Introducción y objetivos. Estudios necrópsicos han asociado la severidad de la miocardiopatía hipertrófica con la cantidad de fibrosis miocárdica. La cardiorresonancia magnética con contraste permite, mediante la secuencia de realce tardío, la detección in vivo de la fibrosis miocárdica focal. El objetivo del presente estudio fue cuantificar la fibrosis miocárdica mediante el realce tardío en pacientes con miocardiopatía hipertrófica. Métodos. Se practicó un estudio de cardiorresonancia magnética con contraste en 43 pacientes (30 varones; edad media 47 ± 18 años) con miocardiopatía hipertrófica. En todos ellos se realizaron secuencias de cine-resonancia para el estudio de la función ventricular izquierda y la masa ventricular izquierda. Además, se calculó la masa total de fibrosis miocárdica mediante la identificación del realce tardío a los 10 min de la administración de contraste paramagnético. Resultados. En el 63% de los pacientes se observó realce tardío con una masa total de fibrosis miocárdica media de 17 g (intervalo, 1-59 g). Se evidenció una correlación positiva entre la cantidad de fibrosis miocárdica y el grado de hipertrofia. El grosor parietal máximo era superior en pacientes con fibrosis miocárdica (23 ± 7 frente a 18 ± 4 mm, respectivamente; p = 0,04). Los casos familares también eran más prevalentes en este grupo (el 48 frente al 13%, respectivamente), así como la presencia de factores de riesgo convencionales. Conclusiones. La fibrosis miocárdica detectada por cardiorresonancia magnética es altamente prevalente en pacientes con miocardiopatía hipertrófica, en particular en casos familiares con severa hipertrofia y factores de riesgo asociados.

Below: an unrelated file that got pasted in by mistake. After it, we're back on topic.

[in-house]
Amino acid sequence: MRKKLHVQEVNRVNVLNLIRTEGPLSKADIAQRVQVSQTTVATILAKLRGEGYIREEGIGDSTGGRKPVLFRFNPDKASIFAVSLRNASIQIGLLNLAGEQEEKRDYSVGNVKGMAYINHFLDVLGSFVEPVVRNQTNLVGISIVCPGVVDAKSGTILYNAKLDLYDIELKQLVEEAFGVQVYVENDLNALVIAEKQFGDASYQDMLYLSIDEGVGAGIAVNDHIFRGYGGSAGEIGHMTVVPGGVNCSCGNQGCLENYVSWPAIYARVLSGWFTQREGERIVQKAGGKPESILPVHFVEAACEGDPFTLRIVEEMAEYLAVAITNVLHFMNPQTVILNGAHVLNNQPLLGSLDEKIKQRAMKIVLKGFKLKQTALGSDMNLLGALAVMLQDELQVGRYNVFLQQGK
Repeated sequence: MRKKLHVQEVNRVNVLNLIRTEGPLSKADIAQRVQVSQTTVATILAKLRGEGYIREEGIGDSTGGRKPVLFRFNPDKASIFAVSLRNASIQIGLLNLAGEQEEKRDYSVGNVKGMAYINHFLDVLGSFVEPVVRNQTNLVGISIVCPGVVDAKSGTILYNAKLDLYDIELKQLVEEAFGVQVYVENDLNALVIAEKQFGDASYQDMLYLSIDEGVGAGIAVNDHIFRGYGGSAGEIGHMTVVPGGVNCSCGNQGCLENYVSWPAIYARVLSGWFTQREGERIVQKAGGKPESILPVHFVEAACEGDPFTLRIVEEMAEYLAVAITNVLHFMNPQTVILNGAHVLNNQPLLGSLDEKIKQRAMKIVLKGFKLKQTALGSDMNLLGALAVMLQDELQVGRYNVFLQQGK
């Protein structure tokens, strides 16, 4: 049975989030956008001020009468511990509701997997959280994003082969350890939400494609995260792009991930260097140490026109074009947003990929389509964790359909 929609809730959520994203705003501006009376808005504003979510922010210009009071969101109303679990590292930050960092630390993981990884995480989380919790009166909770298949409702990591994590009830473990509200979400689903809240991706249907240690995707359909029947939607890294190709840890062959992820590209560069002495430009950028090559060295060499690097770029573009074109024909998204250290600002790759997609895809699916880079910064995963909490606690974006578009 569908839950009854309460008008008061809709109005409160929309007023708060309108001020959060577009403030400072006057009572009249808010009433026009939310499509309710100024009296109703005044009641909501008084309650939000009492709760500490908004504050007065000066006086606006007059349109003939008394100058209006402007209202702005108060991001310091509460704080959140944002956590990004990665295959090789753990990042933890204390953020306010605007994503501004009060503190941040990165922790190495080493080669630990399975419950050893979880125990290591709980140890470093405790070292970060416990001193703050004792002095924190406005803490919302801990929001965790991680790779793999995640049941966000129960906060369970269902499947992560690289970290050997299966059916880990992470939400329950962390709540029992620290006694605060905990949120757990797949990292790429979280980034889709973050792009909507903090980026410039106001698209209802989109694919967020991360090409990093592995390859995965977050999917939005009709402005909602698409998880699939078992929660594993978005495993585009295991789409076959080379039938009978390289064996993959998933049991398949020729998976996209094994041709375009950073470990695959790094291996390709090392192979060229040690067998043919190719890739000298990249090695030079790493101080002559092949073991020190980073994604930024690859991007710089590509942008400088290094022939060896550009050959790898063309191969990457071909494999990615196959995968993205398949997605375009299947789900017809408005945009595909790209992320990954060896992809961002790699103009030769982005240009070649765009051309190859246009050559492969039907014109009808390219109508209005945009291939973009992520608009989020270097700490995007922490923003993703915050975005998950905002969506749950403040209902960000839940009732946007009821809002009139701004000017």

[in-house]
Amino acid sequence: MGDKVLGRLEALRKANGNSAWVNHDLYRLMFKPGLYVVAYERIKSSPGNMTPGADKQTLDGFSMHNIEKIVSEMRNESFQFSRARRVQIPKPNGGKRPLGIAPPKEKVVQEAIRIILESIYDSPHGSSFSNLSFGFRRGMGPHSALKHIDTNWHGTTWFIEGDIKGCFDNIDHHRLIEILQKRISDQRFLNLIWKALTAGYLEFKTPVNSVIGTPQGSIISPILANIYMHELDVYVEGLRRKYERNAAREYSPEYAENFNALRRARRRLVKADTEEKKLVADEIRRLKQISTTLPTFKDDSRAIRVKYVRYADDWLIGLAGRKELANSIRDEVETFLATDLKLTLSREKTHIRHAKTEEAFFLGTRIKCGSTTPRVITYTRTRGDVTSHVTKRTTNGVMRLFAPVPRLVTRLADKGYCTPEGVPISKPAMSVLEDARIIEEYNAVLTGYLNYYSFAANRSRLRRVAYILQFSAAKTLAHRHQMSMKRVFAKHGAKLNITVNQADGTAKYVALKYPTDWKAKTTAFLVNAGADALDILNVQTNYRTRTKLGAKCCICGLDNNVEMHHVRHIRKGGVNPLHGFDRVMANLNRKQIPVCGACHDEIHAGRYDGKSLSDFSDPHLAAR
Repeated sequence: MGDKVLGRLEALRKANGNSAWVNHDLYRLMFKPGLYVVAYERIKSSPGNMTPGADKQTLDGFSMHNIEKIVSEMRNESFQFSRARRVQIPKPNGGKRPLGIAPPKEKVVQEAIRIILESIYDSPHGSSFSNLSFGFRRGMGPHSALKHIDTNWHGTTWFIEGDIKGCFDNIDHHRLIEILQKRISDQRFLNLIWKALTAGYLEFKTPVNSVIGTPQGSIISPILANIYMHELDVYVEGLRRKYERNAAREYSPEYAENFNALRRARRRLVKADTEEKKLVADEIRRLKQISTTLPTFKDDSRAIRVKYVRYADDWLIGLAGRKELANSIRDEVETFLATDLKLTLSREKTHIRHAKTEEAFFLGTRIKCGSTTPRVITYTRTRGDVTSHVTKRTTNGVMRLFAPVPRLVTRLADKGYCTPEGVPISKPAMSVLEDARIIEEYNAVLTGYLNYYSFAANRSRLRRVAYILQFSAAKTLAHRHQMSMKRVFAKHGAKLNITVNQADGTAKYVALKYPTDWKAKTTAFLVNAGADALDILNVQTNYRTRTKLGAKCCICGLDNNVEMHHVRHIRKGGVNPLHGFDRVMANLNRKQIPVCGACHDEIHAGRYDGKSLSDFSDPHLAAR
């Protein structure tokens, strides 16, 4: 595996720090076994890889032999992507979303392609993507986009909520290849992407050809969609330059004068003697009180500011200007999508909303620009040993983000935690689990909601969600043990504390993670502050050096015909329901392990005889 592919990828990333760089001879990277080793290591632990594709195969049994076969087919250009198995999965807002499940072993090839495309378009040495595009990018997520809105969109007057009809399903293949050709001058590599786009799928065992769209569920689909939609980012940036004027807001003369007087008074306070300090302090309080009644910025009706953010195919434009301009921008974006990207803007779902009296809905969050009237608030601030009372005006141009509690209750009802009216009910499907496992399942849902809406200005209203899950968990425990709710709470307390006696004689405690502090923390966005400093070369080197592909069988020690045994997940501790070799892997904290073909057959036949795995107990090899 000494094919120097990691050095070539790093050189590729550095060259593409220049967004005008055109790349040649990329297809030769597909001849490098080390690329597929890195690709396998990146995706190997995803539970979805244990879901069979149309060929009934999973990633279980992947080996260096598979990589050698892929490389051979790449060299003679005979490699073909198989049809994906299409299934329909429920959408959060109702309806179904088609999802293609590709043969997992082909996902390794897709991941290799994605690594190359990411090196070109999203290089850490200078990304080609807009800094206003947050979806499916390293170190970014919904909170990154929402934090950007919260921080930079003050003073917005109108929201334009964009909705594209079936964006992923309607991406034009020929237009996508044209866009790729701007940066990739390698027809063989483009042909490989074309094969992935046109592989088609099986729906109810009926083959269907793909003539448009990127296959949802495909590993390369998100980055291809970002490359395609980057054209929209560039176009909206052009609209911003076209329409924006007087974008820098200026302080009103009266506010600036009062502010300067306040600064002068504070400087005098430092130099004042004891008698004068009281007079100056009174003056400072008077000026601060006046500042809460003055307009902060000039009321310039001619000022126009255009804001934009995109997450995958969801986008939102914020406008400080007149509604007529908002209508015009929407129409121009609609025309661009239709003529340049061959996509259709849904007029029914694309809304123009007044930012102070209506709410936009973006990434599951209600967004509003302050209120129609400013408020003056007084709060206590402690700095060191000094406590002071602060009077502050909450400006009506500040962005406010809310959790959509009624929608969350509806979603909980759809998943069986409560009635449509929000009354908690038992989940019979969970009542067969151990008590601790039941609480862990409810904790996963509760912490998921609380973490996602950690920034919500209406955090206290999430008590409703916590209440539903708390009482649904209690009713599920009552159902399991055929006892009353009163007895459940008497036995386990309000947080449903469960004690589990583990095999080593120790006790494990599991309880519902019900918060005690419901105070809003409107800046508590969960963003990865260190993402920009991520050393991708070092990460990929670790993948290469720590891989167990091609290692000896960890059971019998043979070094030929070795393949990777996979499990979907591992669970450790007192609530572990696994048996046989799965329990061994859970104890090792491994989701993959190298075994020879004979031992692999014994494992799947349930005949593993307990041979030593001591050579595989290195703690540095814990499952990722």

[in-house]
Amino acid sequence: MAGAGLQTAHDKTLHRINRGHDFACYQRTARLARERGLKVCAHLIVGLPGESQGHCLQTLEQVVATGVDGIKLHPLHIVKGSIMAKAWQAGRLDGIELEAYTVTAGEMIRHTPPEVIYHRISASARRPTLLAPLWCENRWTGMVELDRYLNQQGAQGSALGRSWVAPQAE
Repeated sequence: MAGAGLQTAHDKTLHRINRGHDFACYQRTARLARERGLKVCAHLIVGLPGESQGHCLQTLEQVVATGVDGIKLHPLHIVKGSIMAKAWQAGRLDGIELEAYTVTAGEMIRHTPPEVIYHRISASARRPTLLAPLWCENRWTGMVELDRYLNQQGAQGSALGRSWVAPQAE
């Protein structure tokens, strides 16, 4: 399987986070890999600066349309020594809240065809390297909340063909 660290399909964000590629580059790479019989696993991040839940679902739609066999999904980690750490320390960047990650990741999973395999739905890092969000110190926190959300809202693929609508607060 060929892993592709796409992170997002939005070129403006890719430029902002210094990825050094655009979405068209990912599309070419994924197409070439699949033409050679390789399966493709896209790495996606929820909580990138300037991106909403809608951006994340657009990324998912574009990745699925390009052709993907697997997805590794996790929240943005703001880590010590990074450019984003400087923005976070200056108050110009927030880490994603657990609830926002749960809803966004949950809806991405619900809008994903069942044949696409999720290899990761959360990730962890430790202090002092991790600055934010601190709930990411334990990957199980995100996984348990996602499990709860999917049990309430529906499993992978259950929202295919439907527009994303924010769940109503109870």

Palabras clave:
Miocardiopatía hipertrófica
Cardiorresonancia magnética
Fibrosis miocárdica
Realce tardío